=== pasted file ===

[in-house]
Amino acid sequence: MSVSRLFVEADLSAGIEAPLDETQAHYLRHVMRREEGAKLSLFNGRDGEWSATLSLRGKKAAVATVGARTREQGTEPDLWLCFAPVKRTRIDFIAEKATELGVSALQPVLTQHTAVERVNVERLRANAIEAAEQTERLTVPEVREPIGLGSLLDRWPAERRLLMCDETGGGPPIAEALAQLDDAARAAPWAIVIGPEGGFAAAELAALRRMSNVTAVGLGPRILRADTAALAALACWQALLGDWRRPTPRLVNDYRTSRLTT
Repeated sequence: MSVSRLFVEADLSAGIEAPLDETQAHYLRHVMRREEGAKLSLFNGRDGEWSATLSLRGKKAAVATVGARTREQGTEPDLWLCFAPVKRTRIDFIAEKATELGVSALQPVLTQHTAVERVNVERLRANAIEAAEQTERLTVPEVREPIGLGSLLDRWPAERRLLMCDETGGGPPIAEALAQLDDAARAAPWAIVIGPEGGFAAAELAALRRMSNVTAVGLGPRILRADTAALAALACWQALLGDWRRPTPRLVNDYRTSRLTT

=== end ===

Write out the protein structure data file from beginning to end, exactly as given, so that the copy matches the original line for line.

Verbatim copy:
[in-house]
Amino acid sequence: MSVSRLFVEADLSAGIEAPLDETQAHYLRHVMRREEGAKLSLFNGRDGEWSATLSLRGKKAAVATVGARTREQGTEPDLWLCFAPVKRTRIDFIAEKATELGVSALQPVLTQHTAVERVNVERLRANAIEAAEQTERLTVPEVREPIGLGSLLDRWPAERRLLMCDETGGGPPIAEALAQLDDAARAAPWAIVIGPEGGFAAAELAALRRMSNVTAVGLGPRILRADTAALAALACWQALLGDWRRPTPRLVNDYRTSRLTT
Repeated sequence: MSVSRLFVEADLSAGIEAPLDETQAHYLRHVMRREEGAKLSLFNGRDGEWSATLSLRGKKAAVATVGARTREQGTEPDLWLCFAPVKRTRIDFIAEKATELGVSALQPVLTQHTAVERVNVERLRANAIEAAEQTERLTVPEVREPIGLGSLLDRWPAERRLLMCDETGGGPPIAEALAQLDDAARAAPWAIVIGPEGGFAAAELAALRRMSNVTAVGLGPRILRADTAALAALACWQALLGDWRRPTPRLVNDYRTSRLTT